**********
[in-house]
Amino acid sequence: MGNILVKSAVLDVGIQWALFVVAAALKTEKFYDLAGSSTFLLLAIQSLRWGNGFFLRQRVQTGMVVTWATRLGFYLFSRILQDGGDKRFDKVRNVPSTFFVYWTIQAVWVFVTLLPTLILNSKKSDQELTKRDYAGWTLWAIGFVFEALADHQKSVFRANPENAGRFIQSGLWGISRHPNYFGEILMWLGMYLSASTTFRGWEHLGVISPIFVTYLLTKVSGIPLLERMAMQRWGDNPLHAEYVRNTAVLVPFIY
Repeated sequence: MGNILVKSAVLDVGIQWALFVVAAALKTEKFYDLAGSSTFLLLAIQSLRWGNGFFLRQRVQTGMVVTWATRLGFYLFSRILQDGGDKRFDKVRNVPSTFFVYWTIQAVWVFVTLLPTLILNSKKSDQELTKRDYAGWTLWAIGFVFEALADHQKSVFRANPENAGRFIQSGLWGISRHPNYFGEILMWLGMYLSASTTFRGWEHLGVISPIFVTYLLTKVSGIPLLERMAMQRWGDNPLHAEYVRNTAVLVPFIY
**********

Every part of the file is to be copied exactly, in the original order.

[in-house]
Amino acid sequence: MGNILVKSAVLDVGIQWALFVVAAALKTEKFYDLAGSSTFLLLAIQSLRWGNGFFLRQRVQTGMVVTWATRLGFYLFSRILQDGGDKRFDKVRNVPSTFFVYWTIQAVWVFVTLLPTLILNSKKSDQELTKRDYAGWTLWAIGFVFEALADHQKSVFRANPENAGRFIQSGLWGISRHPNYFGEILMWLGMYLSASTTFRGWEHLGVISPIFVTYLLTKVSGIPLLERMAMQRWGDNPLHAEYVRNTAVLVPFIY
Repeated sequence: MGNILVKSAVLDVGIQWALFVVAAALKTEKFYDLAGSSTFLLLAIQSLRWGNGFFLRQRVQTGMVVTWATRLGFYLFSRILQDGGDKRFDKVRNVPSTFFVYWTIQAVWVFVTLLPTLILNSKKSDQELTKRDYAGWTLWAIGFVFEALADHQKSVFRANPENAGRFIQSGLWGISRHPNYFGEILMWLGMYLSASTTFRGWEHLGVISPIFVTYLLTKVSGIPLLERMAMQRWGDNPLHAEYVRNTAVLVPFIY